Second order
Employability
Skills
Jeff Landine, University of New Brunswick ([email protected])
John Stewart, University of New Brunswick ([email protected])
Canadian Counselling and Psychotherapy Annual Conference
Victoria, B.C., May 8, 2014
• Comment on the deficiencies of only considering
employability skills such as those suggested by the
Conference Board of Canada.
• Analyze a case study for the assets and growth areas
necessary for employability.
• Apply a comprehensive model to assess employability.
• Acquire some new perspectives and strategies for
helping clients become more employable.
Objectives
• Employability skills are transferable core skill
groups that represent essential functional and
enabling knowledge, skills, and attitudes required
by the 21st century workplace. They are necessary
for career success at all levels of employment and
for all levels of education (Overtoom, 2000).
• Employability Skills 2000. (Conference Board of
Canada)
• 21st Century Skills for Workplace Success (USA)
Employability Skills
(narrowly defined)
• Psycho-social, multi-faceted, person-centered construct
• Help workers to adapt (acquire, fulfill and obtain) to
work roles
• Adapting makes use of a number of competencies –
attitudes, knowledge and skills.
• These competencies exist on a number of hierarchical
levels: knowledge of self, world of work; decision skills,
technical skills, human-relation skills, personal qualities.
Employability Skills
(broadly defined)
• See handout
Case study
1. What personality tendencies can you assess that may
influence this client's behavior?
2. What self-constructs can you identify that may influence
this client's behavior?
3. What assets (both personal and environmental) does this
client bring to the job search process?
4. What roles are evident or being established at this point
in her development?
Case Study Questions
• Self- regulatory, psychosocial competencies
• Strategies and behaviors to achieve work goals
• Strengths/capacities that are used at the person-inenvironment intersection
• Second-order generally indicates an extended or higher
complexity.
• Components of Employability
• Career Adaptability
• Human and Social Capital
• Career Identity
Employability
Personal Factors:
• Optimism – hope concerning the career challenge and
future
• Propensity to learn – threats to jobs and opportunities
elsewhere
• Openness – embrace the learning, exploration
• Internal locus of control – intentional decision-making
• Generalized self-efficacy – perceptions/judgements about
the ability to handle life-events
Career Adaptability
• Human – personal resources
• Includes age, education, work experience, job performance,
cognitive ability, etc.
• Education and experience – best predictors
• Experience – builds proficiency and tacit knowledge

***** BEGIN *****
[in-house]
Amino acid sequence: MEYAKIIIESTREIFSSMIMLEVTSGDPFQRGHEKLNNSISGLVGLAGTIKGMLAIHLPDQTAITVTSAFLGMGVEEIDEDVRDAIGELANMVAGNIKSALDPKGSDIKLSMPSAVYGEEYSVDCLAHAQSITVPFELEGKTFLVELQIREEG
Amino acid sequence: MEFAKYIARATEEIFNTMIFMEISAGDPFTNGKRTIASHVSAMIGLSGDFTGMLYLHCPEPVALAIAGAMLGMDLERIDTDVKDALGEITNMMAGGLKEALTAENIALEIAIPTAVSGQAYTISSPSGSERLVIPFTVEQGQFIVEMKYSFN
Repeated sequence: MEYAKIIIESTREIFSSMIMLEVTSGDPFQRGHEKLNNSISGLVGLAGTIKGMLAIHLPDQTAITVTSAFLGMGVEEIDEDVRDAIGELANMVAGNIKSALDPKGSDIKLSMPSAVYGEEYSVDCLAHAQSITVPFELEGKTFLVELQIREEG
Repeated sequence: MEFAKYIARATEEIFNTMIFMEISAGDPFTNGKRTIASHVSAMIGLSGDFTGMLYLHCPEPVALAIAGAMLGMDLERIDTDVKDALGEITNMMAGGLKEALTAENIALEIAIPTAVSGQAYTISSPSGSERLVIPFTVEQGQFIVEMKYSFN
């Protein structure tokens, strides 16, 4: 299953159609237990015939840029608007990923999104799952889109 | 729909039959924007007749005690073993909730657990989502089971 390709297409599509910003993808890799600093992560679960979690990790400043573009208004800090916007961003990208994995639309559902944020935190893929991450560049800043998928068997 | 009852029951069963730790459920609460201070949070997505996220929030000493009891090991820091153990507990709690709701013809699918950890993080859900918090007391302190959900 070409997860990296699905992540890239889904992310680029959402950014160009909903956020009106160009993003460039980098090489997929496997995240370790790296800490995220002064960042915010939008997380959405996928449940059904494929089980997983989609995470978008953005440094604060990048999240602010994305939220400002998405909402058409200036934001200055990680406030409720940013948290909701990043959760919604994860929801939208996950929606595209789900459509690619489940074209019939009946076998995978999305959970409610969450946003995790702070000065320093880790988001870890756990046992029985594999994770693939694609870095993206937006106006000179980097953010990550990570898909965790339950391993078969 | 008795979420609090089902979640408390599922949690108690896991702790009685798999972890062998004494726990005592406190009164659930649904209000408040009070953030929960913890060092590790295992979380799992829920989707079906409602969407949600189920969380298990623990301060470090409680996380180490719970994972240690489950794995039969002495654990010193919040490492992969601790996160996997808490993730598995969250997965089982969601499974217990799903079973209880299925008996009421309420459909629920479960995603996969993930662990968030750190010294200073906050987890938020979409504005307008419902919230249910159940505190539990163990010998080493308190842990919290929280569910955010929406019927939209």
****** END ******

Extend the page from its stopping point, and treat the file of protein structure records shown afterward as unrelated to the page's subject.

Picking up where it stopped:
(portable skills)
• Investments: continuous learning and adaptive orientation
• Social – social networks
• Provided information and influence to the job seeker
• Strong social networks contribute support and cooperation
• Span organizations and time
Human and Social Capital
• Cognitive schemas that merge together
personality, knowledge, skills, aspirations,
motivation, values, opportunities, etc.
• Coherent narratives that frame, give meaning to
and provide continuity between past, present
and future career experiences
• Requires external validation
• Is a self-regulative process
Career identity
Employability Skills
Career Adaptability
Human and Social Capital
Career Identity
Concern
Control
Curiosity
Confidence
Human
Social
Self Schemas
Optimism
Desire
to learn
Openness
Self-efficacy
Vision
Intuition
Education
Experience
Networks
Self-efficacy
Motivation
Internal Locus
of Control
Planning
Skills
Time management skills
Thinking
strategies
Ability to
monitor the
process
Information
Gathering
Strategies
Employability Skills
Locus of Control
Self-esteem
Roles
Self-confidence
• Developing client readiness – cope with change
• Focus clients to look ahead and around
• Assess: planfulness, exploration of self and situation,
decision-making skills
Counselling for
Adaptability
• Career adaptability
• Focus on outcomes
• Willingness to change
• Competencies need to change
• Focus on work role
Goals for Adaptability
•
•
•
•
Prepare the client for change (conditions for growth)
Facilitate reflection on work roles
Identify work and career motives
Document the clients “narrative” of career identity to self
and others
Counselling for career identity
• Receptive to feedback
• Confidence
• Safety
• Openness and interest to grow
• Acquiring a repertoire of career roles
• Negotiating work-family conflicts
Goals for career identity
Organizational performance domain:
Dominant personal motive:
Exploitation production, results
Exploration innovation, change
Distinction Autonomy/agency
Self-assertion
Maker
Expert
Integration Connectedness, belonging,
cooperation, sharing
Presenter
Guide
Structure Cohesion/meaning;
institutional structure
Director
Inspirator
The career roles model: six
classes of career roles.
• Personal Management Skills
• demonstrate positive attitudes and behaviours
confidence; feels good about self; integrity;
show interest, initiative, and effort
• be responsible accountable
• be adaptable open to change; learn from
mistakes; accept feedback
• Learn continuously curiosity
• Work safely
Employability Skills 2000+
• Fundamental Skills
• communicate appreciates the POV of others
• manage information
• use numbers
• think and solve problems
Employability Skills 2000+
• Teamwork Skills
• work with others
• participate in projects and tasks
understand roles; lead or support
Employability Skills 2000+
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Second Order Employability Skills